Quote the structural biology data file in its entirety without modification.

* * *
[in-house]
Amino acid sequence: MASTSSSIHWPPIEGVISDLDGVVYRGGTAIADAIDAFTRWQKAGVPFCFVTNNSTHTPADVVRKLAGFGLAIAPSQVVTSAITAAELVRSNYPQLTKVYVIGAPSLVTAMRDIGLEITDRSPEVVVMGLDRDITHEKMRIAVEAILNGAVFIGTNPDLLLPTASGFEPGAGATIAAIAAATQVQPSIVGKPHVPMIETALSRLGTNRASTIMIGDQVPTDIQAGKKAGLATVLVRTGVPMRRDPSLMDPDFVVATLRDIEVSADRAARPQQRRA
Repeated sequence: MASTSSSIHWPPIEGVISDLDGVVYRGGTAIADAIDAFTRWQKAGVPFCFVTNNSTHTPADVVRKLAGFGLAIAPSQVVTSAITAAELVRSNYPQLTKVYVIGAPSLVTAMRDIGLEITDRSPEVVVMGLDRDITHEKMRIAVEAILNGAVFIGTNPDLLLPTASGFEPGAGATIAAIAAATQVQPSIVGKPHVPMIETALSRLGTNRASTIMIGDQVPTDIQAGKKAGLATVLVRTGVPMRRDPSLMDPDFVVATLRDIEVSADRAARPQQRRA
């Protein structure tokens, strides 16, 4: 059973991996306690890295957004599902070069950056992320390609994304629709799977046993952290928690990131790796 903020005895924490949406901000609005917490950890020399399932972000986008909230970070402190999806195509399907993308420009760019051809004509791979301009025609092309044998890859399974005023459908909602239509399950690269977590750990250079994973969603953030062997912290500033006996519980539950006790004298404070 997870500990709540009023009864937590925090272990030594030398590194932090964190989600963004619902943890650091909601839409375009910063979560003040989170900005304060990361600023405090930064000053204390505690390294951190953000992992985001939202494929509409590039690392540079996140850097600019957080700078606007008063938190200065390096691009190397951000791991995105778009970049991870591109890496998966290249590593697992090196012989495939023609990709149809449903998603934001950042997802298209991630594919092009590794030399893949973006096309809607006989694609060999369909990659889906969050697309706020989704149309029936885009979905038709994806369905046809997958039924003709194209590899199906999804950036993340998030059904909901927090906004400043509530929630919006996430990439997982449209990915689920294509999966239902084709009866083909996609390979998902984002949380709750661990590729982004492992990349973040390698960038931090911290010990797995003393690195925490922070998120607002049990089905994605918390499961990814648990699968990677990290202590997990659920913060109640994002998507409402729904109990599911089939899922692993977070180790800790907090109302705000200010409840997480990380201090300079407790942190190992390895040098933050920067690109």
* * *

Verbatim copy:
[in-house]
Amino acid sequence: MASTSSSIHWPPIEGVISDLDGVVYRGGTAIADAIDAFTRWQKAGVPFCFVTNNSTHTPADVVRKLAGFGLAIAPSQVVTSAITAAELVRSNYPQLTKVYVIGAPSLVTAMRDIGLEITDRSPEVVVMGLDRDITHEKMRIAVEAILNGAVFIGTNPDLLLPTASGFEPGAGATIAAIAAATQVQPSIVGKPHVPMIETALSRLGTNRASTIMIGDQVPTDIQAGKKAGLATVLVRTGVPMRRDPSLMDPDFVVATLRDIEVSADRAARPQQRRA
Repeated sequence: MASTSSSIHWPPIEGVISDLDGVVYRGGTAIADAIDAFTRWQKAGVPFCFVTNNSTHTPADVVRKLAGFGLAIAPSQVVTSAITAAELVRSNYPQLTKVYVIGAPSLVTAMRDIGLEITDRSPEVVVMGLDRDITHEKMRIAVEAILNGAVFIGTNPDLLLPTASGFEPGAGATIAAIAAATQVQPSIVGKPHVPMIETALSRLGTNRASTIMIGDQVPTDIQAGKKAGLATVLVRTGVPMRRDPSLMDPDFVVATLRDIEVSADRAARPQQRRA
């Protein structure tokens, strides 16, 4: 059973991996306690890295957004599902070069950056992320390609994304629709799977046993952290928690990131790796 903020005895924490949406901000609005917490950890020399399932972000986008909230970070402190999806195509399907993308420009760019051809004509791979301009025609092309044998890859399974005023459908909602239509399950690269977590750990250079994973969603953030062997912290500033006996519980539950006790004298404070 997870500990709540009023009864937590925090272990030594030398590194932090964190989600963004619902943890650091909601839409375009910063979560003040989170900005304060990361600023405090930064000053204390505690390294951190953000992992985001939202494929509409590039690392540079996140850097600019957080700078606007008063938190200065390096691009190397951000791991995105778009970049991870591109890496998966290249590593697992090196012989495939023609990709149809449903998603934001950042997802298209991630594919092009590794030399893949973006096309809607006989694609060999369909990659889906969050697309706020989704149309029936885009979905038709994806369905046809997958039924003709194209590899199906999804950036993340998030059904909901927090906004400043509530929630919006996430990439997982449209990915689920294509999966239902084709009866083909996609390979998902984002949380709750661990590729982004492992990349973040390698960038931090911290010990797995003393690195925490922070998120607002049990089905994605918390499961990814648990699968990677990290202590997990659920913060109640994002998507409402729904109990599911089939899922692993977070180790800790907090109302705000200010409840997480990380201090300079407790942190190992390895040098933050920067690109």